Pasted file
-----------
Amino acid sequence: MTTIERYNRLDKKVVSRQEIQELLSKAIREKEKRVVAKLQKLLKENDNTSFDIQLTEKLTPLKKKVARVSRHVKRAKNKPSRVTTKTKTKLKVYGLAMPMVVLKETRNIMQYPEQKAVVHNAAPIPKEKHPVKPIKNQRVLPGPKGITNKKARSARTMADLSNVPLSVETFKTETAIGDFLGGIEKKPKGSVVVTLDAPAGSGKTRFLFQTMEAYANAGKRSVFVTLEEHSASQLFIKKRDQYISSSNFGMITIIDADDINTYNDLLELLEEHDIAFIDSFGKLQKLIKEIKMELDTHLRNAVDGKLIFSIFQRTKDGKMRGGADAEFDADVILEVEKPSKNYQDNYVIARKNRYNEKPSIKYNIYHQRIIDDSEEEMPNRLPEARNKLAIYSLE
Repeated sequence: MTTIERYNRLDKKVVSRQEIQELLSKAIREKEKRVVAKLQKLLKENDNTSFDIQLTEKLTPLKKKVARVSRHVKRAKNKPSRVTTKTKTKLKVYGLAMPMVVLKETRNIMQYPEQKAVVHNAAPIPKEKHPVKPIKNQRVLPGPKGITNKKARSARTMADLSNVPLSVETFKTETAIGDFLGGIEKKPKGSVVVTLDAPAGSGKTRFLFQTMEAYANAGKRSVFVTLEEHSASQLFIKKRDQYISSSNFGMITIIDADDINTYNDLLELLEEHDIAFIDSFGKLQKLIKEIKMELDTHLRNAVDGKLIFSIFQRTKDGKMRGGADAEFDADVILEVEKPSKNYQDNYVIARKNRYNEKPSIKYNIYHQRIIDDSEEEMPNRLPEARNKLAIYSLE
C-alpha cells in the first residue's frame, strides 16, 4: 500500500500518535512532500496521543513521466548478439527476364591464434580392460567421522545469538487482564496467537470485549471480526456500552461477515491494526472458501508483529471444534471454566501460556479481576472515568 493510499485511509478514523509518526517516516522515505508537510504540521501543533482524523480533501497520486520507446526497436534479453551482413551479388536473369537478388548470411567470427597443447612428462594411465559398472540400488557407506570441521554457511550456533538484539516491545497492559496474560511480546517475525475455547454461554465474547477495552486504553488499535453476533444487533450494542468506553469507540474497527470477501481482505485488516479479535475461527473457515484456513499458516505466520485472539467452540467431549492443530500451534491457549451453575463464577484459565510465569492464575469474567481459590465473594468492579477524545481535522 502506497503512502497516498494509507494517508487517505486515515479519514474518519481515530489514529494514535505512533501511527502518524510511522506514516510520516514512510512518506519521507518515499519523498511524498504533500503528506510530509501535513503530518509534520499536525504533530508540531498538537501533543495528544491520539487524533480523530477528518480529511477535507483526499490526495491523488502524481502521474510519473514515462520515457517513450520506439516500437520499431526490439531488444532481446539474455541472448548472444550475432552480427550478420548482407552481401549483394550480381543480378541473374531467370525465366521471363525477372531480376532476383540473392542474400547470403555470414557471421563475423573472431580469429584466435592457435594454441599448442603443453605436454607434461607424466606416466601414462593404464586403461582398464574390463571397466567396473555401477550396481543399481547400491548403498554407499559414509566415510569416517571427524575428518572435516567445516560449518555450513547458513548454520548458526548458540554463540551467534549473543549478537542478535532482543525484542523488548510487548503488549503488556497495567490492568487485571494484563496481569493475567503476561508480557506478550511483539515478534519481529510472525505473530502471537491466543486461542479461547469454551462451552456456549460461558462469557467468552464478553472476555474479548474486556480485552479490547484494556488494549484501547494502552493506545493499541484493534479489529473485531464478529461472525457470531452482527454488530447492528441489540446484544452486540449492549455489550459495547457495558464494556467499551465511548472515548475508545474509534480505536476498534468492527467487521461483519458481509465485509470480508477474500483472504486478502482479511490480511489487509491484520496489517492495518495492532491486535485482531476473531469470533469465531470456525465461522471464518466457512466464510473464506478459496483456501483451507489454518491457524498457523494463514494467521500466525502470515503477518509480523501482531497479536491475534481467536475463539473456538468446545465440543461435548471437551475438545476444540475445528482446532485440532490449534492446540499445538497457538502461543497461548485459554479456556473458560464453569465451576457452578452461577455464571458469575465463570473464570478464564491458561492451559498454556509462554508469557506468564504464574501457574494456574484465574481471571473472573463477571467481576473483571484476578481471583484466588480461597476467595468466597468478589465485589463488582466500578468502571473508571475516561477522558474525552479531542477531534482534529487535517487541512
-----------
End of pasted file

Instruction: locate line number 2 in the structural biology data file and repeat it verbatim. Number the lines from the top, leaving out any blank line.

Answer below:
Repeated sequence: MTTIERYNRLDKKVVSRQEIQELLSKAIREKEKRVVAKLQKLLKENDNTSFDIQLTEKLTPLKKKVARVSRHVKRAKNKPSRVTTKTKTKLKVYGLAMPMVVLKETRNIMQYPEQKAVVHNAAPIPKEKHPVKPIKNQRVLPGPKGITNKKARSARTMADLSNVPLSVETFKTETAIGDFLGGIEKKPKGSVVVTLDAPAGSGKTRFLFQTMEAYANAGKRSVFVTLEEHSASQLFIKKRDQYISSSNFGMITIIDADDINTYNDLLELLEEHDIAFIDSFGKLQKLIKEIKMELDTHLRNAVDGKLIFSIFQRTKDGKMRGGADAEFDADVILEVEKPSKNYQDNYVIARKNRYNEKPSIKYNIYHQRIIDDSEEEMPNRLPEARNKLAIYSLE